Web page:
What's Causing Increased Usage of Alkaline Spray Cleaner?

Coral Chemical’s Ken Kaluzny says there are several situations related to solution loss or chemical neutralization to investigate when cleaner usage changes dramatically.

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Q: We have a five-stage iron phosphate line to prepare our parts for powder coating.  Recently, the consumption of our alkaline cleaner in Stage 1 has almost doubled. We track our usage daily by marking and dating the cleaner level on the translucent container. Our vendor says the cleaner was within its quality control specifications. Why are we seeing increased usage?

A: Let’s assume the cleaner usage question is not related to increased production and that the cleaner concentration is maintained within a defined range. Most alkaline cleaners are maintained by a free-alkalinity titration, which can be related to product concentration. While dramatic changes don’t happen often, they do happen, and the question could be reworded to ask what situations reduce free alkalinity.

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There are several situations related to solution loss or chemical neutralization to investigate when usage changes dramatically. Solution loss can occur in a variety of ways; most are obvious and can be ruled in or ruled out by examining the overflow weir and the drain trough to see if they contain water or if they are wet. If the cleaner tank is overflowing, you probably have a bad water fill valve or level control system. You will also want to see if an adjacent stage is spraying over into the cleaner stage. Spray headers have been known to crack and can be the cause of overflowing tanks.

Conservatively and simply stated, solution drag-out can represent 50 percent of chemical usage. When you observe abnormal chemical usage, you need to determine if you are losing solution by investigating whether the line speed has increased. Has the proportion of parts more conducive to carrying over solution increased? To a degree, increases in these situations can be remediated by changing the positioning of the drain zone ramp. (You should also verify that the drain zone ramp has not been compromised or moved.) If you have established a counter-flow system to reduce chemical consumption, then you also should verify that system is functioning. Has anyone shut a valve? Counter-flowing rinse tanks can save water and product, so if you are using this strategy and usage goes up, you should verify its functionality.

Physical solution loss also can be the result of errant spray. You should maintain a nozzle positioning strategy for process efficiency, but also so that the operators know where and how the nozzles should be directed. Sometimes it is difficult to see errant spray. To determine whether it is an issue, take samples of the cleaner and the adjacent rinse water. Turn off water valves, turn the pumps on without running parts, and run them for an hour or two before retaking samples and analyzing. Observe the water level in each tank. If the Stage 1 cleaner level goes down and the Stage 2 rinse maintains an overflow, then you have errant spray. The samples can be used to determine the magnitude of the errant spray and chemical loss. To determine the magnitude of loss, re-establish the solution level of the cleaner and resample Stage 1 to determine concentration loss. One last place to look for physical solution loss is on the roof of your facility. Washer exhaust systems can get out of balance. If you see whitish residue around the exhaust on your roof, then you need to investigate the washer exhaust system.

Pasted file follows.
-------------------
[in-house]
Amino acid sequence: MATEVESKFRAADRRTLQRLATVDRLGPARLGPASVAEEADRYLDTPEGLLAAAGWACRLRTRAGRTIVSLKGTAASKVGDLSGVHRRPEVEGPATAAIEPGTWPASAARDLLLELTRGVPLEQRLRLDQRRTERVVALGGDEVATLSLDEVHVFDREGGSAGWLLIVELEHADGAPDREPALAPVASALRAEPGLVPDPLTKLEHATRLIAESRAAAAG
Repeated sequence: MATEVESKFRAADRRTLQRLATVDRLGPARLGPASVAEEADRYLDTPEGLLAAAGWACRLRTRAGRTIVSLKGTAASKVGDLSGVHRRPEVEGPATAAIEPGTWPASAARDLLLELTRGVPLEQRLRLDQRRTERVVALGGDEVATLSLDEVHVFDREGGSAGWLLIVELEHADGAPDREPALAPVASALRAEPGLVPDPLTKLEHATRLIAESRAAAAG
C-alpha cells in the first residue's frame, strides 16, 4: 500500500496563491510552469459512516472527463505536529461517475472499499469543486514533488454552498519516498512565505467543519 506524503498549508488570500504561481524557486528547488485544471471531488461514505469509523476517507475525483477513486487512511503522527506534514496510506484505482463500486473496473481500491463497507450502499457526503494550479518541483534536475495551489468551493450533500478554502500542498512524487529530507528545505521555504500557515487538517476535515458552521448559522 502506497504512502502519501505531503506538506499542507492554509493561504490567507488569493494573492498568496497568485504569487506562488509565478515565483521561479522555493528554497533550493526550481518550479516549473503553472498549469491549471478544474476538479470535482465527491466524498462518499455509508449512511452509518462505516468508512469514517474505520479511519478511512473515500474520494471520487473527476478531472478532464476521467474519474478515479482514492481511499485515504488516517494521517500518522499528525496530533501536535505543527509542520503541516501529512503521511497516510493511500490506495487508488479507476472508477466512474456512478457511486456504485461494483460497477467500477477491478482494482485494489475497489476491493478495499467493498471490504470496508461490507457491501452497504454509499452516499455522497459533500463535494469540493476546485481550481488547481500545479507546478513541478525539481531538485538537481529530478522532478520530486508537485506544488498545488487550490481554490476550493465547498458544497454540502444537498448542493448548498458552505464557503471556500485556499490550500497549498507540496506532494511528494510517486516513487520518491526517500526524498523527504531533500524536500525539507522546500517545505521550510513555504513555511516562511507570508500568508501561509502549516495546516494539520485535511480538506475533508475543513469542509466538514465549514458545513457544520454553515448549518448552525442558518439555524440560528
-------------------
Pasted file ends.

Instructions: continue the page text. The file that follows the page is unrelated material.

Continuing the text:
Increased alkaline cleaner usage can also be related to chemical neutralization; one form of neutralization is referred to as carbonation. Spray cleaner systems are more prone to carbonic acid neutralization than immersion systems, because spraying a solution dramatically increases the surface area to which carbonic acid can be absorbed from the atmosphere. This normally happens, but in this context, we are looking at increases in airflow or amount of air scrubbed. Of course, we know there is carbon dioxide in our atmosphere. The exact chemical species absorbed is carbonic acid. As it is absorbed, it reduces the cleaner’s pH, or rather the pH buffer of the solution. A pH buffer is simply a mixture of a weak acid and its conjugate base, or a weak based and its conjugate acid. For alkaline cleaners the base is usually a hydroxide. So as the bath absorbs carbonic acid, the pH and free alkalinity titration decrease. This occurrence is more pronounced with potassium hydroxide than sodium hydroxide, as potassium carbonate has a pH of about 9.0 and sodium hydroxide has a pH of about 12.5. The significance is that the former is within the range that phenolphthalein changes pH, and the latter is well above the pink/clear endpoint.

All of this dissertation leads to my next point: Carbonation happens all the time. So then, if you are experiencing high usage, has the amount of air passing through the cleaner stage been increased? Although not a dramatic change, as nozzle orifice wears, it becomes more jagged and will break the solution up into even more surface area. I doubt this situation would cause an abrupt change, but it is a selling point for replacing plastic nozzles. Another source of carbonic acid is from burner exhaust. Depending on your washer’s design and heating system, this may or may not be possible. However, I have seen this a few times in my career. The issue is easily detected with a carbon monoxide meter.

Lubricant changes can produce increases in product usage. If the lubricant chemistry includes partially saponified or unsaponified fatty acids or esters, then they will get totally saponified in your alkaline cleaner tank.

Ken Kaluzny is the technical director at Coral Chemical. Visit coral.com.

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